The giant Galapagos tortoise is perhaps one of the most famous terrapins in the world. It is the world's largest living species of tortoise, and lives for over 100 years in the wild. In fact, one captive Galapagos tortoise lives to be 170 years old! The biggest Galapagos tortoises on record reached 880 pounds and over 6 feet long. The species is native to the Galapagos islands, and subspecies are found on seven of the islands in the archipelago. Humans caused species numbers to dive, due to hunting, habitat loss and introduction of non-native species. But recovery programs have helped to bring numbers back. Even so, the species is still listed as vulnerable to extinction. And in case you were wondering whether a giant reptile could be cute -- why yes, yes they can:
Photo: BlueOrange Studio /Shutterstock
15. Hawksbill Sea Turtle (Eretmochelys imbricata)
Photo: Rich Carey/Shutterstock
Hello, hawksbills! These sea turtles are found in coastal waters in the Pacific, Atlantic and Indian oceans. They get their name from the sharp point at the end of their upper jaw, resembling a raptor's bill. This helps them get food from the crevices of coral reefs. They also have a unique feature apart from other sea turtles -- a claw on each of the front flippers. Despite their critically endangered status, their eggs are still collected for food, and they are still caught for meat and for their beautifully colored shells which are made into jewelry and trinkets. There are only around 20,000 nesting females left -- and hawksbills don't reach maturity until about 30 years of age and only nest every 2-4 years. Their slow reproduction rate means that juveniles and adults need far more protection from humans to avoid extinction.
16. Malayan softshell turtle (Dogania subplana)
Photo: Wibowo Djatmiko/Wikipedia
Here is another turtle species with a face you won't forget. Found in fresh, fast-running water, the Malayan softshell turtle loves to dine on snails and other small mollusks. Like many softshell turtle species, it has a snout that can be stuck up above the water like a snorkel while it stays submerged and somewhat hidden. But overall, its profile looks almost more like a fish than a turtle.
Photo: Ryan M. Bolton /Shutterstock
17. Ploughshare tortoise (Astrochelys yniphora)
Photo: Ryan M. Bolton /Shutterstock
This species, also known as the angonoka tortoise, is native to Madagascar and is also critically endangered. With fewer than 600 left in the wild and still declining, it is considered the rarest tortoise in the world. It is thought it could become extinct in the wild within two decades. The fact that they may disappear entirely in a matter of years is not a deterrent to determined poachers -- in March of 2013, smugglers were caught in an airport, carrying a single bag containing 54 ploughshare tortoises and 21 radiated tortoises -- possibly as much as one tenth of the entire population of this species.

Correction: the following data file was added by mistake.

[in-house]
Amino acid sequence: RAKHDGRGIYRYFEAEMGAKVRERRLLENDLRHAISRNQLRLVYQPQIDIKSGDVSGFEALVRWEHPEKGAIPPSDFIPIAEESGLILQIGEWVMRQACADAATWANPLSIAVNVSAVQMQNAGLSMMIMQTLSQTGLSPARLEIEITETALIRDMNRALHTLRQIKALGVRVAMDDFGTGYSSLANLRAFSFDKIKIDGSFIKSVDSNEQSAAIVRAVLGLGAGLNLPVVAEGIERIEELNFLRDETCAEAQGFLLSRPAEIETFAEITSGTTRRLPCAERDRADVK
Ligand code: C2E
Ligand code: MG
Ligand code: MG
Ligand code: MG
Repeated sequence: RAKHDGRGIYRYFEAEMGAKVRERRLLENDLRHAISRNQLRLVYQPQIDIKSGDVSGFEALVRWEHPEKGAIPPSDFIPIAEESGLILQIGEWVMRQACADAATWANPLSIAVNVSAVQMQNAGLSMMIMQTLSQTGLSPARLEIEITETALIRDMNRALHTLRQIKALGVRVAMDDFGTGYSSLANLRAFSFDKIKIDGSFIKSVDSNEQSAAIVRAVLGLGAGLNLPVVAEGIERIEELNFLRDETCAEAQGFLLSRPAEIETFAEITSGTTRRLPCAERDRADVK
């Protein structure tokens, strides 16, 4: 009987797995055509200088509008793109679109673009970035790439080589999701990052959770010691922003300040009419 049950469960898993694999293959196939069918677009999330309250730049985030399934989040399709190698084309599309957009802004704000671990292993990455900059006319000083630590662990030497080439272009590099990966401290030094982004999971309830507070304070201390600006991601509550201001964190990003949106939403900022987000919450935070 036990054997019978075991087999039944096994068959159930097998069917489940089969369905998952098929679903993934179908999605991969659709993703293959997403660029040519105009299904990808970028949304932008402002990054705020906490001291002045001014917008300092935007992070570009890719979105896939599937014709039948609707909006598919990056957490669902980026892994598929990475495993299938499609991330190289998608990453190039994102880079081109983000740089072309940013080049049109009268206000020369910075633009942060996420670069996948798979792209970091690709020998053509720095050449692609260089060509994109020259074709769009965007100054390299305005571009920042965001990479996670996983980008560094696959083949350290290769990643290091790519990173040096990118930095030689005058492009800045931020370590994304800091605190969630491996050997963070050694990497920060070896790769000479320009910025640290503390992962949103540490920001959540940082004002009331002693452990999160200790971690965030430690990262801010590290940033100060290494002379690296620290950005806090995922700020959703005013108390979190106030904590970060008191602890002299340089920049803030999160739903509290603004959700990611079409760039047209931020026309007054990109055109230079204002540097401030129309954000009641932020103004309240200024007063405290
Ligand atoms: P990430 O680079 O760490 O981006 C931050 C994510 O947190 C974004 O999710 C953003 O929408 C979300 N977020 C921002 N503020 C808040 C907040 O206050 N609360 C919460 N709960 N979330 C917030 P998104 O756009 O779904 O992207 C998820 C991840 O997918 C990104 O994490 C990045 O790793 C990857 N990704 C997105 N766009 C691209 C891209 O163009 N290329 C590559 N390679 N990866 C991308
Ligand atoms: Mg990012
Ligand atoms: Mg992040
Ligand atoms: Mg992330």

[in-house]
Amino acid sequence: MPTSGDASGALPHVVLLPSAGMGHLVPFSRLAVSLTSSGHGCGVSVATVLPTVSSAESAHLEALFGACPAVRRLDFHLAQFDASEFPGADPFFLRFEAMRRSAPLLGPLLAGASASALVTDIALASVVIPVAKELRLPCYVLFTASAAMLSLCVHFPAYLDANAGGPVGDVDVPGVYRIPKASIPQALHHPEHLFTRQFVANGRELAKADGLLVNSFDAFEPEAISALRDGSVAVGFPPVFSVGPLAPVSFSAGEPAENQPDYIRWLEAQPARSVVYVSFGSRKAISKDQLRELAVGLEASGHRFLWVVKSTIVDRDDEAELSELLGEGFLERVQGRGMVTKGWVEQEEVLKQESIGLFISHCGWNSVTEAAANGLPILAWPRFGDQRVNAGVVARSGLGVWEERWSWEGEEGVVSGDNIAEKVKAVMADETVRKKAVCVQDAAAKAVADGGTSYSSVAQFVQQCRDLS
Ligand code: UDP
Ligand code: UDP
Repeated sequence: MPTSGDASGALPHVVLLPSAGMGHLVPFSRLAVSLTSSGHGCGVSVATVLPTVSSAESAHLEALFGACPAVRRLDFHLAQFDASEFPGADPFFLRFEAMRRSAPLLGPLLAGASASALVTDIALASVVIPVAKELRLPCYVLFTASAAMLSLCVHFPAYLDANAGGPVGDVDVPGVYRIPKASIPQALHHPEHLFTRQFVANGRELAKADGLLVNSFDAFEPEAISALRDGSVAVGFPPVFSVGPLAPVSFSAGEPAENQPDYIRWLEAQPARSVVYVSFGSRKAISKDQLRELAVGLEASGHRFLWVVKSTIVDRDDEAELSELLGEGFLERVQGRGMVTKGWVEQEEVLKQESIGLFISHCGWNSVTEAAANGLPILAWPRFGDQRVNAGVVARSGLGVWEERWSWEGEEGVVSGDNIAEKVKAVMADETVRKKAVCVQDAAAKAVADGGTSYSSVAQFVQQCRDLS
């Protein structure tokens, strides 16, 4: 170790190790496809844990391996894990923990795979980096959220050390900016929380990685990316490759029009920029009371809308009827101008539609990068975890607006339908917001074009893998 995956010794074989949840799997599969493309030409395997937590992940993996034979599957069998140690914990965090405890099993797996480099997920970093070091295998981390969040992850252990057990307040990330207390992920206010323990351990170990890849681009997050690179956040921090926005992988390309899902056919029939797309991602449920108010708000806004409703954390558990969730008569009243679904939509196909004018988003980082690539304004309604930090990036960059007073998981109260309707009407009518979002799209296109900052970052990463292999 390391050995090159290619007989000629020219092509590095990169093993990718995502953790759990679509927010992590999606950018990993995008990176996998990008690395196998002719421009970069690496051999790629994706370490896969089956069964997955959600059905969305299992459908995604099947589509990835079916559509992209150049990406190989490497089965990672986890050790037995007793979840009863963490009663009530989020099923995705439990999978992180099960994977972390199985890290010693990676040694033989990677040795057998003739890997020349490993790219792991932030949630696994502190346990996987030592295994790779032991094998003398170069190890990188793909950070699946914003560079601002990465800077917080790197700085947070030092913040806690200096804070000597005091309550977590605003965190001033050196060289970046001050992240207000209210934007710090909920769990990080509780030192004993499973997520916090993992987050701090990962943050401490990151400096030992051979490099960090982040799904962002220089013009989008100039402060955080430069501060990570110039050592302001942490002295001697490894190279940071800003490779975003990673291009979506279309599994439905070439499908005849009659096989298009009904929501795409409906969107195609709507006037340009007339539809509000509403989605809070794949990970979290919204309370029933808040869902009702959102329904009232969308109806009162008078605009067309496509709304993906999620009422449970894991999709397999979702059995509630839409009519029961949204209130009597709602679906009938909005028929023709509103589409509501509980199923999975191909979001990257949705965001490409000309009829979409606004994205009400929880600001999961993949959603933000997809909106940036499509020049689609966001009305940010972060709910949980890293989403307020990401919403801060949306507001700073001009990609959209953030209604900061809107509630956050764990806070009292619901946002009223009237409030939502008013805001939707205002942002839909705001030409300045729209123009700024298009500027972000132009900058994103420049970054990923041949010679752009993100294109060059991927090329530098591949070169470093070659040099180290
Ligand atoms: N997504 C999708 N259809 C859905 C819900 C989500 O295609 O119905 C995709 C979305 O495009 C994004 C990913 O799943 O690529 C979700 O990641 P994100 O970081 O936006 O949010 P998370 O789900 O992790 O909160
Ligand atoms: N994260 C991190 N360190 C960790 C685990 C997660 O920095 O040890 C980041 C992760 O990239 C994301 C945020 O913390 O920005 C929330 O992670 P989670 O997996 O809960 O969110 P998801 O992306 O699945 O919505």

18. Pig-nosed turtle (Carettochelys insculpta)
Photo: reptiles4all /Shutterstock
We'll give you one guess as to how this turtle got its name. It's not just the nose that makes this turtle species unique. It is also the only freshwater turtle with flippers like sea turtles. It is found in freshwater streams, lagoons and rivers in the Northern Territory of Australia and also on New Guinea. Sadly, the species has experienced a population decline of about 50 percent in the last two decades, due mainly to the exotic pet trade. The species is known for its territorial behavior and thus high levels of aggression when in captivity, so captive breeding isn't necessarily an option for most owners. Mostly just leaving them alone in the wild is what's needed to protect them from further decline.
19. Leopard tortoise (Stigmochelys pardalis)
This gorgeous tortoise is known for its amazing markings on its carapace. The distinct markings are most defined when young, and fade as the individual ages. Found in the savannas of eastern and southern Africa, it spends its days grazing on grasses and succulents. It may look like it is carrying quite a burden with that large shell on its back but it actually is quite nimble. Leopard tortoises are speedy, and can even climb. Their toenails provide them with a solid grip on pourous surfaces like wood and rough stone. They can also go underwater for up to 10 minutes. Never underestimate the abilities of a tortoise!